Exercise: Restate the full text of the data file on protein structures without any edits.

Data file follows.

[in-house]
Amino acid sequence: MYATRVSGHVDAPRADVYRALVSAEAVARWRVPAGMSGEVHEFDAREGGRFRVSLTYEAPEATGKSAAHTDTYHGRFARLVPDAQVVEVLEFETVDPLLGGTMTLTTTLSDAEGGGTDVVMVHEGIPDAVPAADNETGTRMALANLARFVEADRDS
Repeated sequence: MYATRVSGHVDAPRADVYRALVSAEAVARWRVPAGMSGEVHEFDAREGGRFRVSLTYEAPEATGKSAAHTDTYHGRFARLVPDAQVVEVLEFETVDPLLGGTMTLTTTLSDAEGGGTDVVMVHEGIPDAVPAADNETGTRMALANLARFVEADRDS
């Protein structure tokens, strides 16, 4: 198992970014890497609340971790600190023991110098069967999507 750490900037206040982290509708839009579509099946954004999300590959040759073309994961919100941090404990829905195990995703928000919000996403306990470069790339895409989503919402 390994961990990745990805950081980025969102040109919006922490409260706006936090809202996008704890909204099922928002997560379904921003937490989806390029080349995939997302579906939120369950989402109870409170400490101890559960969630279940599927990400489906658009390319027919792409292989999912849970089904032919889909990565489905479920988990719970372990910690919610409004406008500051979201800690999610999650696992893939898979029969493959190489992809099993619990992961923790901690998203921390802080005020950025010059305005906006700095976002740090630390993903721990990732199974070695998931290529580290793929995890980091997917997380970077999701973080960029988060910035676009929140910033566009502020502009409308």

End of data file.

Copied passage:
[in-house]
Amino acid sequence: MYATRVSGHVDAPRADVYRALVSAEAVARWRVPAGMSGEVHEFDAREGGRFRVSLTYEAPEATGKSAAHTDTYHGRFARLVPDAQVVEVLEFETVDPLLGGTMTLTTTLSDAEGGGTDVVMVHEGIPDAVPAADNETGTRMALANLARFVEADRDS
Repeated sequence: MYATRVSGHVDAPRADVYRALVSAEAVARWRVPAGMSGEVHEFDAREGGRFRVSLTYEAPEATGKSAAHTDTYHGRFARLVPDAQVVEVLEFETVDPLLGGTMTLTTTLSDAEGGGTDVVMVHEGIPDAVPAADNETGTRMALANLARFVEADRDS
């Protein structure tokens, strides 16, 4: 198992970014890497609340971790600190023991110098069967999507 750490900037206040982290509708839009579509099946954004999300590959040759073309994961919100941090404990829905195990995703928000919000996403306990470069790339895409989503919402 390994961990990745990805950081980025969102040109919006922490409260706006936090809202996008704890909204099922928002997560379904921003937490989806390029080349995939997302579906939120369950989402109870409170400490101890559960969630279940599927990400489906658009390319027919792409292989999912849970089904032919889909990565489905479920988990719970372990910690919610409004406008500051979201800690999610999650696992893939898979029969493959190489992809099993619990992961923790901690998203921390802080005020950025010059305005906006700095976002740090630390993903721990990732199974070695998931290529580290793929995890980091997917997380970077999701973080960029988060910035676009929140910033566009502020502009409308």